Q: When the raid happened in the loom, what were you thinking? What was happening around you? What did you feel about what was happening around you?
A: Uh, the owner used to tell us that um if the police ever comes, run away before they can catch you, so I knew that when the police comes I’ll be taken away from there and when I saw them coming I was very happy. As soon as they came the owner and his father and his brother and all the other people ran away. About ten of us were surrounded by the police. Six of them got away but four of us were got, uh, brought to the ashram. I was very happy when the police came because I knew that would be the end of my working in the loom.
Q: Were you scared at all when the police came?
A: I wasn’t scared at all because I knew they wouldn’t do anything to us.
Q: What is it like here at the ashram? Can you tell us the difference between here in the ashram and the loom where you worked?
A: I never used to like it there. We didn’t have time for anything. I always used to want to get away. When I came here I liked it because over here you get time to eat, you get time to play, to study. You have a time for everything over here. I really like it over here.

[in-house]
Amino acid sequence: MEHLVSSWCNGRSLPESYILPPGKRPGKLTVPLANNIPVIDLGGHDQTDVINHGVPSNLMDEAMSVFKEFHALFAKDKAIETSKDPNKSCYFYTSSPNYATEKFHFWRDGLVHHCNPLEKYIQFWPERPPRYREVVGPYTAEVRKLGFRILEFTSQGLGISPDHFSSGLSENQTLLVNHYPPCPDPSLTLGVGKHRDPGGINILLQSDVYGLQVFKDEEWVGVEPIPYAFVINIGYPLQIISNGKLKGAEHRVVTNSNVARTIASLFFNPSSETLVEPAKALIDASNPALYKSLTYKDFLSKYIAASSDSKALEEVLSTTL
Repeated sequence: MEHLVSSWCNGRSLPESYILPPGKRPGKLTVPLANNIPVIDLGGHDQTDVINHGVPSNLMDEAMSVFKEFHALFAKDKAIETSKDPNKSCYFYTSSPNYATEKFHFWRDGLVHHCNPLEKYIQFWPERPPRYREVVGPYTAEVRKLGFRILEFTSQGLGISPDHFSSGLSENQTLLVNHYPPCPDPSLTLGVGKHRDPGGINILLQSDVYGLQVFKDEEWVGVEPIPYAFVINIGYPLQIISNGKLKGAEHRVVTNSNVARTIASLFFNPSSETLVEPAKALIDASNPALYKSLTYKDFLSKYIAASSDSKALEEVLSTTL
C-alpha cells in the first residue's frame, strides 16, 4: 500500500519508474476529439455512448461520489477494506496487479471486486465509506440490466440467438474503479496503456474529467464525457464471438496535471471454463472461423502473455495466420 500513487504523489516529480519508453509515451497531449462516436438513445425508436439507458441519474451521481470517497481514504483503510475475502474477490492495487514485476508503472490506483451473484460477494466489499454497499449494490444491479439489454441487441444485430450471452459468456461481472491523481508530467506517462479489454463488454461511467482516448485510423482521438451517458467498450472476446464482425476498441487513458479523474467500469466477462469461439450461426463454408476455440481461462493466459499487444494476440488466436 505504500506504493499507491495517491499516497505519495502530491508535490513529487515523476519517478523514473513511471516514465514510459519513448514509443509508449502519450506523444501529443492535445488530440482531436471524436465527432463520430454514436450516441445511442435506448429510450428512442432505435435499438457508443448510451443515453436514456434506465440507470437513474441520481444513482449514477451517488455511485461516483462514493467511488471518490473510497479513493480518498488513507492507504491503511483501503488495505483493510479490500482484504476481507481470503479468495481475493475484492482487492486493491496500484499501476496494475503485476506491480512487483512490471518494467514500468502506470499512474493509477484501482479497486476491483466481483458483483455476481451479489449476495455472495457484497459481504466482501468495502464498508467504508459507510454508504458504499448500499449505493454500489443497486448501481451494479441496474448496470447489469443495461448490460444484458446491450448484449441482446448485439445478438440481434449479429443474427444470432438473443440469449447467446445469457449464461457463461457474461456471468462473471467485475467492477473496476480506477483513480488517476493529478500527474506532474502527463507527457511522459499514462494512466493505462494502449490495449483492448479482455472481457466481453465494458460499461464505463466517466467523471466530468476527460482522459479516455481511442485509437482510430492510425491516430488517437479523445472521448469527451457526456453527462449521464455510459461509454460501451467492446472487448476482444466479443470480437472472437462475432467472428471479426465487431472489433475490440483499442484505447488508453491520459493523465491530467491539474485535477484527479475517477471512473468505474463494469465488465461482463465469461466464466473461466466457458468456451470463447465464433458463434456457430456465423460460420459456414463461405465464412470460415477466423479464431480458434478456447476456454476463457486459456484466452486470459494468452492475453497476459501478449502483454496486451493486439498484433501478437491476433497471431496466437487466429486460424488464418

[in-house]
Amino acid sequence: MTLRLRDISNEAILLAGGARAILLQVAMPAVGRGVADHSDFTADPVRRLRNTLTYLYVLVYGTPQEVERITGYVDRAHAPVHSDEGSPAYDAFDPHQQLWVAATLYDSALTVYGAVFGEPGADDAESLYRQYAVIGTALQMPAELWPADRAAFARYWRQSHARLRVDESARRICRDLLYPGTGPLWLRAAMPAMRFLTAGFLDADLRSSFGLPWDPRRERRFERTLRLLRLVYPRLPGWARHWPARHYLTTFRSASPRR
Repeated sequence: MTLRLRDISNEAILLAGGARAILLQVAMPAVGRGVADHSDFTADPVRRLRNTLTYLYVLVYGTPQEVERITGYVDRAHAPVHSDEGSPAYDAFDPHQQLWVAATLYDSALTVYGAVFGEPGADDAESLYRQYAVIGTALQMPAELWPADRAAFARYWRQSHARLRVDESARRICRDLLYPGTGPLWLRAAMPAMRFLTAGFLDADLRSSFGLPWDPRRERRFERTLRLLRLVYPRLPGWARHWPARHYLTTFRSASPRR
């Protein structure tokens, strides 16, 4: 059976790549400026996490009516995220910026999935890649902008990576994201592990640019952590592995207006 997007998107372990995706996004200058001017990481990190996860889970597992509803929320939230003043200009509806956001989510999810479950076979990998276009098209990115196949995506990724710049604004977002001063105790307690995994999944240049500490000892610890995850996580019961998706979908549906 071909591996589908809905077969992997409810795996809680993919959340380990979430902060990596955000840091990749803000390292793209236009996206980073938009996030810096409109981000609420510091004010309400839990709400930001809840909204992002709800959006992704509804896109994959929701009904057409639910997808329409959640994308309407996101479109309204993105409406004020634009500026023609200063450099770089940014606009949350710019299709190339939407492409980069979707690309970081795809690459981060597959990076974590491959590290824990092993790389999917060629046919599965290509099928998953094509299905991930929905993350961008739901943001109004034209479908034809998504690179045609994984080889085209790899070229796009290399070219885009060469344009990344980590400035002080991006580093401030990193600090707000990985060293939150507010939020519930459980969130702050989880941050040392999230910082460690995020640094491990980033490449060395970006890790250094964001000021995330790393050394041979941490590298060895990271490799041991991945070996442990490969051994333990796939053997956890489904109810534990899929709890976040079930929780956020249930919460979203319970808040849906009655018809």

Q: What is your favorite time over here? What do you like most about being here?
A: I like studying the most.
Q: Are you eager to go home?
A: He doesn’t want to go back home.
Q: Um, do you feel like going home?
A: I feel like going home but I’m not going to go home right now, I going to go home after six months.
Q: How long has it been since you’ve seen your mother, and are you missing your family a lot?
A: I haven’t seen my mother for the last 13 months and I miss my family a lot.